Bamburgh Castle Medieval and Anglo-Saxon Metalwork Analysis and Conservation

Here at Bamburgh Research Project we are now in our fourth week of excavation. Staff and students have been focusing their efforts on revealing and recording a 7-8th century cobbled surface in the south-east of the trench. To learn more watch our latest trench update from Director, Graeme Young, who explains progress so far: Trench 3 Update.

As well as the excavation in the trench we also have a post-ex team working with students to record the finds and paleoenvironmental material as it is recovered. They are also working really hard prepping all the medieval and Anglo-Saxon metalwork from Trench 3 for analysis and conservation as part of our Society of Antiquaries funding (you can learn more about this project here: SOA Grant).

 

We have sorted, boxed and listed all the material and the metalwork assemblage has now gone to our specialist conservator, Karen Barker. Karen will stablilise, x-ray and provide a conservation assessment for us. The details we gather from the assemblage will form part of a interim excavation report and key items will be selected for conservation and display in the Archaeology Museum at the Castle.

 

Karen has begun to x-ray the thousands of metal artefacts, which is particularly exciting when looking at corroded items, as the form and detail of objects is often revealed at this stage.

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X-ray of Trench 3 iron objects

This is one of the early x-rays from the assemblage with various iron objects, including buckles, knives, a couple of nails and a possible door hinge.

We will update the blog as more information becomes available.

 

Thanks to the Society of Antiquaries of London for their grant support.

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2018 Project Design: what will the BRP be focusing on this year?

Before the start of the excavation season the BRP directors compile a list of aims and objectives based on what we we want to achieve during this period. This includes how we plan to excavate and record the site, strategies for undertaking post-excavation research, our aims for teaching both staff and students, and what we hope to achieve in terms of our outreach.

We have created a detailed Project Design, which provides background information about the site and previous work undertaken. This is then used to inform our detailed plans for the summer, as set out in the latter part of the Project Design. You can access this document here: Bamburgh Research Project Design 2018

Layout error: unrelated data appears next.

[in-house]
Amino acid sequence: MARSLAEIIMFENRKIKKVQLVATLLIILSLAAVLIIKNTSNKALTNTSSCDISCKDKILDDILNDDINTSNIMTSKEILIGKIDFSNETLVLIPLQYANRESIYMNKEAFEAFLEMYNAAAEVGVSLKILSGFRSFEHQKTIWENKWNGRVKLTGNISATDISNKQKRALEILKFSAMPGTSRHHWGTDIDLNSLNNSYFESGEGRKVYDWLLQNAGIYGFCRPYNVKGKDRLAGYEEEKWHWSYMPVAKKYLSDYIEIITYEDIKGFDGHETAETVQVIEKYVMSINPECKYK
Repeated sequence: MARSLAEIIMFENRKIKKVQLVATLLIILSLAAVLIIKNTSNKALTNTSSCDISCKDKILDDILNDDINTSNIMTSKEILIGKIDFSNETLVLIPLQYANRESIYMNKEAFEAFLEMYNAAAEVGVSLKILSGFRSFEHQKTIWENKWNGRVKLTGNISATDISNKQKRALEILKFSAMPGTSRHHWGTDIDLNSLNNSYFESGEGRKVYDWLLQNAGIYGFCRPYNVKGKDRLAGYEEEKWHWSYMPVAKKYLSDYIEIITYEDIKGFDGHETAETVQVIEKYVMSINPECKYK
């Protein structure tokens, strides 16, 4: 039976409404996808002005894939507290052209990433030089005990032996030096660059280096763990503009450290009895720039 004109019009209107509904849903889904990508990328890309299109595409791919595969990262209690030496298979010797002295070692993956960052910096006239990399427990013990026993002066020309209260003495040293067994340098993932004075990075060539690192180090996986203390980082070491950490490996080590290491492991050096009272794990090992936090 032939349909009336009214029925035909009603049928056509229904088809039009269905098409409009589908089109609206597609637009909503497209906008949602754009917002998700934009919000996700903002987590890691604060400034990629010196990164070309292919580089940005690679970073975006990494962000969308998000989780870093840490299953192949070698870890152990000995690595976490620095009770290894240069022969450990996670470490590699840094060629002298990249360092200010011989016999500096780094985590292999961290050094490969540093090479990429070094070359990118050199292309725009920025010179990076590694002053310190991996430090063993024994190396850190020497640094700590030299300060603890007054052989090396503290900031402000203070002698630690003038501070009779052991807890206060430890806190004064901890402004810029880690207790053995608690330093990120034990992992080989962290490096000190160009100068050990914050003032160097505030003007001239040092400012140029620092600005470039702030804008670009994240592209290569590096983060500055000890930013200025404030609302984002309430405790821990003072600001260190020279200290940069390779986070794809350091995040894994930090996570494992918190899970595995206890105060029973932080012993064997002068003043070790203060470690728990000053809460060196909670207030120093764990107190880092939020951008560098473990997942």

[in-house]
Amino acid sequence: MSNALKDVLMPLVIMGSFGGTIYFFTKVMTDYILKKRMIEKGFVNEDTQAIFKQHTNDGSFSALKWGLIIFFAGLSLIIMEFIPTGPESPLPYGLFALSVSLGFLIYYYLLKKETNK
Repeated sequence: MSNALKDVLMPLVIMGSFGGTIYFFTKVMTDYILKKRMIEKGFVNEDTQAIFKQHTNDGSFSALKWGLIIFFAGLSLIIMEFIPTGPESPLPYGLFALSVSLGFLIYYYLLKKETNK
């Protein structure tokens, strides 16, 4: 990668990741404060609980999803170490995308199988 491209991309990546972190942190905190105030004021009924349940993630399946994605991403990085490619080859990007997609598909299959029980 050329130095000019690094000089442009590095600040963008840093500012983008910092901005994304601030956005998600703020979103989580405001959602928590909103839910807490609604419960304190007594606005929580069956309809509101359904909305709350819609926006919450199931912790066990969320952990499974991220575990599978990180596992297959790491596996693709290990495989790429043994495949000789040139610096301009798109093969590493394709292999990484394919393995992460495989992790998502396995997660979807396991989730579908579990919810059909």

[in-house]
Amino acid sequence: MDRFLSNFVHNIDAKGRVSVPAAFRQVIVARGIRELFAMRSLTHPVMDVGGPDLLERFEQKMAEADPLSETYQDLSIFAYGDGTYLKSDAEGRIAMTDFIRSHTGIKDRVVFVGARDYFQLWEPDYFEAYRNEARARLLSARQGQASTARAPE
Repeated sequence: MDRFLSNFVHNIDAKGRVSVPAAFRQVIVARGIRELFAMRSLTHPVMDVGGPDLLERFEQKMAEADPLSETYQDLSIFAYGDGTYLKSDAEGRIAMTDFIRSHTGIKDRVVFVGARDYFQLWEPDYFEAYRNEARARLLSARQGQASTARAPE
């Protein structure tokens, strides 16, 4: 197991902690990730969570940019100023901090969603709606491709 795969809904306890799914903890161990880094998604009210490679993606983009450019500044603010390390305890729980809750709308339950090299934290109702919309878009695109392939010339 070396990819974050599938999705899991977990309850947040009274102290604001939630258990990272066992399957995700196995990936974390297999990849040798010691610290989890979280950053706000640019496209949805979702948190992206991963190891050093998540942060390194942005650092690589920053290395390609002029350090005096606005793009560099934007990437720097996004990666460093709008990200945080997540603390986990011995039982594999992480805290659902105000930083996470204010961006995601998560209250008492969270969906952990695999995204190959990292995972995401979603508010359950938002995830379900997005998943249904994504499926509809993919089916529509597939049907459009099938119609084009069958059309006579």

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Overview

This year we will be focusing our attention on excavation of Trench 3, where the main body of our teaching will be undertaken. This will be supported by our finds and paleoenvironmental teams.  We will also be prepping the bulk of the medieval and early medieval metalwork to go for specialist analysis thanks to funding from the Society of Antiquaries. Recent funding from the Mick Aston Archaeology Fund has also allowed us to expand our outreach activities, which you can learn more about here: 2018 Outreach Activities

If you have any questions about our plans please email graemeyoung@bamburghresearchproject.co.uk

 

 

Pottery Assessment for Trench 8, Bamburgh Castle

As part of the BRP’s ongoing post-excavation analysis of Trench 8 in the West Ward of the Castle (click here for a full description of the research project funded by the Royal Archaeological Institute) we have commissioned specialist analysis of the pottery recovered from the trench.

Pottery reports are hotly anticipated by many archaeologists, as they often offer insight into site function and phasing. The Bamburgh Research Project recovered 651 sherds of pottery from Trench 8 in 2006. The assemblage is predominately dated to the 13th-14th centuries, which is not unexpected, as a series of large medieval midden deposits cover much of the West Ward excavations around Trenches 3 and 8.

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The most significant element of this assemblage is a type of 12th-14th century pottery that has not been found elsewhere and has been termed ‘Bamburgh ware‘. Bamburgh ware makes up a large portion of the assemblage (24%). We have noted this pottery elsewhere in the Inner Ward of the Castle. However, in order to understand its manufacture, source of the raw materials, function etc. it is important that we recover and record as many fragments as possible.

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Examples of medieval pottery sherds from Trench 8, including Bamburgh ware (bottom left)

 

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Bamburgh-type ware

There was evidence of earlier pottery types, including Stamford ware (10th-12th century) and Gritty ware (11th-13th century), two of which were hand-made.